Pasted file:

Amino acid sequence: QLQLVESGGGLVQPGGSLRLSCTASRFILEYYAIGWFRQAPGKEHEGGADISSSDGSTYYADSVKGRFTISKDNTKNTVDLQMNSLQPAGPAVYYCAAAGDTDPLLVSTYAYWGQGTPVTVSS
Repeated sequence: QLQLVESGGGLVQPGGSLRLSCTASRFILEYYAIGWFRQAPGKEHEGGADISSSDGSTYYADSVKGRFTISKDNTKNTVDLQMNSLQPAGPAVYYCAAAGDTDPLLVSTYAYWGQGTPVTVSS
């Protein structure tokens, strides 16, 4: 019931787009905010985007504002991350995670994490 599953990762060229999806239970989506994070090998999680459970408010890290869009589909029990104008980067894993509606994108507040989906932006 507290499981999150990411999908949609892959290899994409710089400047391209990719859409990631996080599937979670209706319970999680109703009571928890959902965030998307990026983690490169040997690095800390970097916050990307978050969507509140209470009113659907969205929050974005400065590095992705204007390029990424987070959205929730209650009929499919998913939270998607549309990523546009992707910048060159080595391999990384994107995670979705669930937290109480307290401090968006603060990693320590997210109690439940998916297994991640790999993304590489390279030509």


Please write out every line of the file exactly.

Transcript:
Amino acid sequence: QLQLVESGGGLVQPGGSLRLSCTASRFILEYYAIGWFRQAPGKEHEGGADISSSDGSTYYADSVKGRFTISKDNTKNTVDLQMNSLQPAGPAVYYCAAAGDTDPLLVSTYAYWGQGTPVTVSS
Repeated sequence: QLQLVESGGGLVQPGGSLRLSCTASRFILEYYAIGWFRQAPGKEHEGGADISSSDGSTYYADSVKGRFTISKDNTKNTVDLQMNSLQPAGPAVYYCAAAGDTDPLLVSTYAYWGQGTPVTVSS
């Protein structure tokens, strides 16, 4: 019931787009905010985007504002991350995670994490 599953990762060229999806239970989506994070090998999680459970408010890290869009589909029990104008980067894993509606994108507040989906932006 507290499981999150990411999908949609892959290899994409710089400047391209990719859409990631996080599937979670209706319970999680109703009571928890959902965030998307990026983690490169040997690095800390970097916050990307978050969507509140209470009113659907969205929050974005400065590095992705204007390029990424987070959205929730209650009929499919998913939270998607549309990523546009992707910048060159080595391999990384994107995670979705669930937290109480307290401090968006603060990693320590997210109690439940998916297994991640790999993304590489390279030509």